Thursday, March 2, 2017

The Art of Rivalry

Reading and being caught up in Sebastian Smee's, "The Art of Rivalry: Four Friendships, Betrayals, and Breakthroughs in Modern Art".

Fascinating. 

I'm with Bacon and Freud now, but the book will include Matisse/Picasso, Degas/Manet, de Kooning /Pollock.

Could it be I like it so much because it's a reprieve from soul-crushing politics? Maybe. But another way of saying it is that it's an awakening from politics.

Smee writes very well about what it means to be considered innovative and original in the age of Modernism. He highlights how it involved being thought so not by the traditional guardians of taste but by other tastemakers, which is to say, other artists.  And that informs the closeness and the rivalry he describes among his protagonists.

I'm getting close to and awaiting, like a murder in a whodunit you know is around the corner, the explosive breakup between Bacon and Freud.

But it's satisfying to read about the difference in style between Freud and Bacon, great friends for a time anyway, and the way, it seems Bacon freed Freud. Was that reciprocal?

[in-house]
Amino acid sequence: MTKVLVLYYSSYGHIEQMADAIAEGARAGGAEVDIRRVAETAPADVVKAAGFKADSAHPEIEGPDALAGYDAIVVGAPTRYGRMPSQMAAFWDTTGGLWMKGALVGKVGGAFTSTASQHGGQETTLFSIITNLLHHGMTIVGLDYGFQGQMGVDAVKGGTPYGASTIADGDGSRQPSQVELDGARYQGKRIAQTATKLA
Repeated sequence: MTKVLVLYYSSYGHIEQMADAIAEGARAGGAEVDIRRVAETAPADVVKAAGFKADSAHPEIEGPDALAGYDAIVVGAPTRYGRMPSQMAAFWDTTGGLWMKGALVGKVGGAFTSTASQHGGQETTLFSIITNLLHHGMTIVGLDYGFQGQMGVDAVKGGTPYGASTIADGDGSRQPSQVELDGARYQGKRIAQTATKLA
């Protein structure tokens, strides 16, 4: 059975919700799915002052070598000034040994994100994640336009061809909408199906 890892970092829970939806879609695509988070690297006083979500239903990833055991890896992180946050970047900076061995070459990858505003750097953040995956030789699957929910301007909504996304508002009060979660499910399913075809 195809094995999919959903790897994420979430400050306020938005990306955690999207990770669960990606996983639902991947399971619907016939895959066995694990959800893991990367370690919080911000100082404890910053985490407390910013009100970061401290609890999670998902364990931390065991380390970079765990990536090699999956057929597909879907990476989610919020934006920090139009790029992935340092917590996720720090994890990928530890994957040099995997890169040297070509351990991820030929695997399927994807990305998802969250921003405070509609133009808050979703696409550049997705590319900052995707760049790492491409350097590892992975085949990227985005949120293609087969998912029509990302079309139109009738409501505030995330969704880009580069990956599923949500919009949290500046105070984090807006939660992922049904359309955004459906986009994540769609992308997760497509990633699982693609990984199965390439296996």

Don't know yet.

Do I have a caveat? No — barring a suspicion now and then that Smee might be reading more into the images than is there, implanting more of the kind of drama that intrigues him. This kind of misreading  can honorable, of course, and something of the kind is always a temptation for writers about visual arts.

I think, for example, about Simon Schama's endless exegesis of Rembrandt, and of individual paintings by Rembrandt (including Rembrandt's "Artist in his Studio", which, if I allowed myself that kind of language, I'd call divine, in the best, most profane sense of that word.)

But Schama doesn't misuse or abuse Rembrandt. Though his critical cup spills over, he does no harm to the paintings.

So far so good with Smee.

And I like his account of how at the start Freud had no takers in the United States, though he was garnering appreciation in the UK. But Freud's realism and portraiture seemed retrograde to tastemakers here, where Ab-Ex and the like prevailed and reversions to realism meant being sentenced to an aesthetic glug.

I may be going too far here, but bear with me if you can:  Freud's focus on face reminds of Van Gogh's decades earlier when Impressionism was in command and faces had less to recommend them than clouds, haystacks, lilies.

But back to Smee. . .





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